IOWA CITY — Fran McCaffery harbors no secrets when it comes to his team’s transition offense. Neither do his Iowa players.
No. 17/13 Iowa (17-5, 5-3 Big Ten) likes to attack up the court as quickly as possible. The Hawkeyes’ opponents know that. They also know how to prevent it, but actually doing it is another story.
Illinois Coach John Groce saw Iowa’s transition game firsthand Saturday night. The Hawkeyes officially scored 10 fast-break points in a 81-74 win at Champaign, but fast-break points are a poor measure of a transition offense. It’s the quick, constant barrage up the court makes Iowa’s transition perhaps the nation’s best, even without an accurate statistical measure.
“I think it’s three things,” Groce said. “One, they’re committed to it. And I think you’ve got to have a commitment to doing it. That’s pretty evident that Fran and his staff and their players have that. Secondly, you have to be fast. And they’re fast. Third, you have to have depth so that you can to hold all players accountable at running at that speed. And they have all three. Three for three. So I think that’s what makes them so lethal in transition.”
Iowa leads the Big Ten and ranks seventh nationally in scoring at 84.3 points a game. The Hawkeyes pace the Big Ten in scoring margin (17.6) and are second in the country. Much of that is because of its transition offense.
Iowa combines good ballhandlers like guards Devyn Marble, Mike Gesell and Anthony Clemmons with versatile forwards Aaron White, Jarrod Uthoff and Zach McCabe who can handle the ball in all situations. Once the Hawkeyes pull down a rebound, it’s get up and go.
“We’re going to push it in transition, we’re going to push it right down their throat,” Uthoff said. “We have that mindset every day in practice. It’s always start it with transition, and we work on it.”
Iowa triggers its transition attack in a variety of ways. Usually, it’s a defensive rebound. The post players are taught to get it out of their hands quickly, but not at all costs. If they see an opening to dribble, they do. If a guard is defended, they push it themselves. If a guard is open, they move it on and sprint up an open lane.
McCaffery welcomes and encourages that attack mindset from his forwards.
“Uthoff, Aaron White, Zach (McCabe), get it and go,” McCaffery said. “You’re the middle man. You’re the point guard. The guards can fill in the lanes.”
“I think it helps our team a lot to have different guys’ ability to bring the ball up in transition and keep pushing it,” Uthoff said. “Sometimes you can’t wait for the point guard because he’s denied. In that case we’d have to slow it down every time. Having different guys being able to push the ball up the court plays into our strengths, which is transition.”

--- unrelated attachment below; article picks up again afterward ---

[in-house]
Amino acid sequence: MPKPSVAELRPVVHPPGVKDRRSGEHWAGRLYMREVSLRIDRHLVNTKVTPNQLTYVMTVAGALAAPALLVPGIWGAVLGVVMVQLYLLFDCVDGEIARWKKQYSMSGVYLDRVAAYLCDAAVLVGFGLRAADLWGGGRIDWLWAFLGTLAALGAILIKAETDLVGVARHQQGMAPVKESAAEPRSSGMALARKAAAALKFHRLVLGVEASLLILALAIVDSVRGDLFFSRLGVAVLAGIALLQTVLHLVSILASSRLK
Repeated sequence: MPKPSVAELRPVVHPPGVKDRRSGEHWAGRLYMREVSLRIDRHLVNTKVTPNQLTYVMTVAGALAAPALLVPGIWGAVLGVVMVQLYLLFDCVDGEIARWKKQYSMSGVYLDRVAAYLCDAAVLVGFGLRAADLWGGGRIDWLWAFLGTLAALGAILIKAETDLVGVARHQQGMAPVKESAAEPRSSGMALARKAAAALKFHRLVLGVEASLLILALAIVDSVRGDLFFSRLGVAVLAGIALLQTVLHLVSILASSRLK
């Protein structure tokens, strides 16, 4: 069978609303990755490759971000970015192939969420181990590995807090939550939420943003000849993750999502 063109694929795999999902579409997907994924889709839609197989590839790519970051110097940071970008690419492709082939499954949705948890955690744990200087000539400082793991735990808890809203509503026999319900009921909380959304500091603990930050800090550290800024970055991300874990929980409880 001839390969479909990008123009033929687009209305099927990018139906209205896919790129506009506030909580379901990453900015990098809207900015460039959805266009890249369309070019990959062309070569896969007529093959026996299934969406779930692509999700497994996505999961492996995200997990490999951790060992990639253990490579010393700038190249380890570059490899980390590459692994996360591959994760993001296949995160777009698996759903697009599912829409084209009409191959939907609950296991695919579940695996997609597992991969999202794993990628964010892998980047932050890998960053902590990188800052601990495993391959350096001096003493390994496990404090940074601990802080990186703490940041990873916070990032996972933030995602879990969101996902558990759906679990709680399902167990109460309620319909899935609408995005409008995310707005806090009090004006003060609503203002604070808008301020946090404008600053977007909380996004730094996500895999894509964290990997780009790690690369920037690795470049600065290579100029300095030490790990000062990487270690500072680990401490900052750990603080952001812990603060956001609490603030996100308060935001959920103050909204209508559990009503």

Gesell, Marble and Clemmons usually do lead the break, however, and all are essential. When a break opportunity presents itself, and they’re not leading it, they run lanes themselves. Marble will post up, while Gesell looks for opportunities to get involved.
“I’m getting my back to the sideline so I can see what’s behind me, see all the way up the court, see if they’re trying to jam the outlet,” Gesell said. “Because a lot of teams know we’re trying to run and trying to jam the outlet to stop us. So once I know that there’s no one there, I can continue to cheat up the floor and try to catch the outlet pass as far down the floor as I can to eliminate the time.”
Ohio State saw Iowa’s transition first hand three weeks ago in Columbus. The Buckeyes surrendered 84 points to Iowa, the most they had given up in nearly six years. Iowa’s defense spurred the transition, forcing 17 Ohio State turnovers, including a career-high six by senior All-Big Ten guard Aaron Craft alone.
Iowa scored 27 points off Ohio State turnovers and 15 on the fast break alone.
“It’s part of what they do,” Ohio State Coach Thad Matta said. “It’s something that, first and foremost, when you watch them play, and we’ve played against them already, one of their top priorities is trying to score quickly and score easily. Getting back in your defense is something easier said than done because they’re very effective with the transition. But those are the things you have to do if you want a chance to win.”
McCaffery knows his opponents are gunning for Iowa’s break, but he’s also committed to it. He refuses to slow it down because of the opposing defense, even when defenders are jamming his outlet or defending the passing lanes to prevent easy baskets.
“It’s just a constant reminder that we’re still going,” McCaffery said. “We’re still pushing down the floor.”